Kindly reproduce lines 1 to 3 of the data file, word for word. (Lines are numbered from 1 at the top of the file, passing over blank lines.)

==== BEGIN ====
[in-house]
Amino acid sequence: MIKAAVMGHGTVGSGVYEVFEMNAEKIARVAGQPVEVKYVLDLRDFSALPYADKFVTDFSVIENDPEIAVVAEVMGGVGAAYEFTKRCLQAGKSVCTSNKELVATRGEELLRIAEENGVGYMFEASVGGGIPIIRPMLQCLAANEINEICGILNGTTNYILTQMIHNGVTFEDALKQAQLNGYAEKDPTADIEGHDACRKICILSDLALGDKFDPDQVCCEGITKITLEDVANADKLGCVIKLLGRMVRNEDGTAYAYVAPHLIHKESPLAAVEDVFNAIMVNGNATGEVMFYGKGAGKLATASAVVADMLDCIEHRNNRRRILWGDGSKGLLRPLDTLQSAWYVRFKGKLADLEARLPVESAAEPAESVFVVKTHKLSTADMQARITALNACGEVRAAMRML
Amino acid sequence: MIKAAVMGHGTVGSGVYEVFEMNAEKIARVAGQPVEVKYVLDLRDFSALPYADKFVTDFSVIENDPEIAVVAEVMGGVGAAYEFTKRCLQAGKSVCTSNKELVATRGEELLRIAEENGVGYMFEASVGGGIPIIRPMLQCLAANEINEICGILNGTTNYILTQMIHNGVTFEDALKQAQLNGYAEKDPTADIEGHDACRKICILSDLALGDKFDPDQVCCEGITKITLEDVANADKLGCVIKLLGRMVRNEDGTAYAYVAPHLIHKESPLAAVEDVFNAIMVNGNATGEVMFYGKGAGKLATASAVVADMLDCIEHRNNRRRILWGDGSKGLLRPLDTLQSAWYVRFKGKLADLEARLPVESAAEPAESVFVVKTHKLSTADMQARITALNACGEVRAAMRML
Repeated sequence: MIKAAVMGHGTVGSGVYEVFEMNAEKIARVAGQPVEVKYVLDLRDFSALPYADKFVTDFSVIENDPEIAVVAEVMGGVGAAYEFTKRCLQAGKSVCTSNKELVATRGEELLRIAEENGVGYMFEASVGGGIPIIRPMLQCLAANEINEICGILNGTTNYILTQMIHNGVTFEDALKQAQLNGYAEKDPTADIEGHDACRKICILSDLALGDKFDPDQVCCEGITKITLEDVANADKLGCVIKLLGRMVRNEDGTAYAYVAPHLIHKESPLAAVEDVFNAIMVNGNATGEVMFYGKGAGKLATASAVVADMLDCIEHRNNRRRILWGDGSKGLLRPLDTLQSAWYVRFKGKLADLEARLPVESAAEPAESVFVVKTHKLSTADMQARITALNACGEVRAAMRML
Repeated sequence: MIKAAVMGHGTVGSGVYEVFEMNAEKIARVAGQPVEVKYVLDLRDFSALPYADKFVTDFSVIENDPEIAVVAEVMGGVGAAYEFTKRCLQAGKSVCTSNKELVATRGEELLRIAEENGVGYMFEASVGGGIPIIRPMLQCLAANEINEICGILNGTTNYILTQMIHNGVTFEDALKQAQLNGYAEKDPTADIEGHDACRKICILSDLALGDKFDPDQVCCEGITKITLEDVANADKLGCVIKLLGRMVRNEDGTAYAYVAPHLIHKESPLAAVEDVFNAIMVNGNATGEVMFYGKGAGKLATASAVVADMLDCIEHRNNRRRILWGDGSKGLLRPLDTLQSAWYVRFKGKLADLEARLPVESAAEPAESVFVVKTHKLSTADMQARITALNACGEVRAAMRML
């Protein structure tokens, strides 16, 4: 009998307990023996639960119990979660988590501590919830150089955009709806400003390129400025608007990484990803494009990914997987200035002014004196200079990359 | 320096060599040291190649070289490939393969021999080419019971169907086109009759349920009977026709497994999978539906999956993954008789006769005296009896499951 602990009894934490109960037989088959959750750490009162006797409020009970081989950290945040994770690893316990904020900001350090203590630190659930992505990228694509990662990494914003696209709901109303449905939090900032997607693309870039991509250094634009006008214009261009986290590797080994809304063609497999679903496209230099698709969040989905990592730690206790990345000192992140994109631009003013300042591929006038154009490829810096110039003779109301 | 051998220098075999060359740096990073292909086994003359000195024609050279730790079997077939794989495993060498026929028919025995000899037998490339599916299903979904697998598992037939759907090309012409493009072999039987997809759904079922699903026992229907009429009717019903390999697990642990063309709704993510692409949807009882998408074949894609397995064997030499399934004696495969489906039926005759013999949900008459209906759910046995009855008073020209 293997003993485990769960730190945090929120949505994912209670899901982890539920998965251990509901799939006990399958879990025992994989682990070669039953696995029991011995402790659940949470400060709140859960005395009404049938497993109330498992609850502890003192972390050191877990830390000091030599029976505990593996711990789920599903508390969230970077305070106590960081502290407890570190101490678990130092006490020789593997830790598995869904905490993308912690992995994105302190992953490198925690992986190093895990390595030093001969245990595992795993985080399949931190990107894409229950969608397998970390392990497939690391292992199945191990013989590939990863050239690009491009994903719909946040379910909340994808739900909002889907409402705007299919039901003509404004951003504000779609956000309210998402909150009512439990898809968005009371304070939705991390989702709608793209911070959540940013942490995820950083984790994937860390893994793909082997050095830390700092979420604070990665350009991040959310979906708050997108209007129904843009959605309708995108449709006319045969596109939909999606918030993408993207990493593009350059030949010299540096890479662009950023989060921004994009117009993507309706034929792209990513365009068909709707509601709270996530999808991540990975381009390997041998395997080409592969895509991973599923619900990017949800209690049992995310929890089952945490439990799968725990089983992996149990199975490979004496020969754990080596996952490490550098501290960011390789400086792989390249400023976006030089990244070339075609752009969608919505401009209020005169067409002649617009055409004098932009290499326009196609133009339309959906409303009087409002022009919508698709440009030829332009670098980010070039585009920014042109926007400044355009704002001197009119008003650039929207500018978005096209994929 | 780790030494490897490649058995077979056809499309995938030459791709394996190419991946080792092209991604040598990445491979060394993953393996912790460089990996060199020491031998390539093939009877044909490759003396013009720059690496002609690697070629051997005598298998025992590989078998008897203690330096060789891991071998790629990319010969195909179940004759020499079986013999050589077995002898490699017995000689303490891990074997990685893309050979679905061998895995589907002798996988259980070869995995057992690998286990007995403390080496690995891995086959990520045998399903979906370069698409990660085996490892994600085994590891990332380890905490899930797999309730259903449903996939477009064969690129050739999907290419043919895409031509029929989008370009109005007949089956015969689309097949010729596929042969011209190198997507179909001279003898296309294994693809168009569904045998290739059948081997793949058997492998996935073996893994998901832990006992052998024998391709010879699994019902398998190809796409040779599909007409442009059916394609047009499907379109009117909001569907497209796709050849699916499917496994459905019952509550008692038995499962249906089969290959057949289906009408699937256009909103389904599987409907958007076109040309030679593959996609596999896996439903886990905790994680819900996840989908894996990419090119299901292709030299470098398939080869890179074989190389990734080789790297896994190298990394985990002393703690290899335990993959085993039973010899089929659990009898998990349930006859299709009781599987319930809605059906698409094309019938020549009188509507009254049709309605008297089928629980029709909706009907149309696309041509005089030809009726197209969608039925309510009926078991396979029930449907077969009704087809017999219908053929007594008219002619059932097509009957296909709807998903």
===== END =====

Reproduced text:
[in-house]
Amino acid sequence: MIKAAVMGHGTVGSGVYEVFEMNAEKIARVAGQPVEVKYVLDLRDFSALPYADKFVTDFSVIENDPEIAVVAEVMGGVGAAYEFTKRCLQAGKSVCTSNKELVATRGEELLRIAEENGVGYMFEASVGGGIPIIRPMLQCLAANEINEICGILNGTTNYILTQMIHNGVTFEDALKQAQLNGYAEKDPTADIEGHDACRKICILSDLALGDKFDPDQVCCEGITKITLEDVANADKLGCVIKLLGRMVRNEDGTAYAYVAPHLIHKESPLAAVEDVFNAIMVNGNATGEVMFYGKGAGKLATASAVVADMLDCIEHRNNRRRILWGDGSKGLLRPLDTLQSAWYVRFKGKLADLEARLPVESAAEPAESVFVVKTHKLSTADMQARITALNACGEVRAAMRML
Amino acid sequence: MIKAAVMGHGTVGSGVYEVFEMNAEKIARVAGQPVEVKYVLDLRDFSALPYADKFVTDFSVIENDPEIAVVAEVMGGVGAAYEFTKRCLQAGKSVCTSNKELVATRGEELLRIAEENGVGYMFEASVGGGIPIIRPMLQCLAANEINEICGILNGTTNYILTQMIHNGVTFEDALKQAQLNGYAEKDPTADIEGHDACRKICILSDLALGDKFDPDQVCCEGITKITLEDVANADKLGCVIKLLGRMVRNEDGTAYAYVAPHLIHKESPLAAVEDVFNAIMVNGNATGEVMFYGKGAGKLATASAVVADMLDCIEHRNNRRRILWGDGSKGLLRPLDTLQSAWYVRFKGKLADLEARLPVESAAEPAESVFVVKTHKLSTADMQARITALNACGEVRAAMRML